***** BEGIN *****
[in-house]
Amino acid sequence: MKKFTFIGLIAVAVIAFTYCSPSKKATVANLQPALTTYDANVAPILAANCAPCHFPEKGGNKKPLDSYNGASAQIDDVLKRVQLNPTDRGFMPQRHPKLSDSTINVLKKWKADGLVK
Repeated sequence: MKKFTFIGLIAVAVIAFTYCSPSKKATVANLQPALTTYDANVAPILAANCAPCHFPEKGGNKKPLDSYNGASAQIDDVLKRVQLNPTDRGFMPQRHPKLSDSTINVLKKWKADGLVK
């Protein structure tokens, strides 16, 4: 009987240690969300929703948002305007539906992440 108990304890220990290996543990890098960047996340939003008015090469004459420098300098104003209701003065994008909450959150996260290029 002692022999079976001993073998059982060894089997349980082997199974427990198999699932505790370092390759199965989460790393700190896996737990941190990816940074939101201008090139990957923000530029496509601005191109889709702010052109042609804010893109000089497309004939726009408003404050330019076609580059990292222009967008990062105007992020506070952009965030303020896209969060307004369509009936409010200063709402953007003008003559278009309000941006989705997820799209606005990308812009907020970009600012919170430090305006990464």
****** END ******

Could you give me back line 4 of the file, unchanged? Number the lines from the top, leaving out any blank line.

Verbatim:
């Protein structure tokens, strides 16, 4: 009987240690969300929703948002305007539906992440 108990304890220990290996543990890098960047996340939003008015090469004459420098300098104003209701003065994008909450959150996260290029 002692022999079976001993073998059982060894089997349980082997199974427990198999699932505790370092390759199965989460790393700190896996737990941190990816940074939101201008090139990957923000530029496509601005191109889709702010052109042609804010893109000089497309004939726009408003404050330019076609580059990292222009967008990062105007992020506070952009965030303020896209969060307004369509009936409010200063709402953007003008003559278009309000941006989705997820799209606005990308812009907020970009600012919170430090305006990464």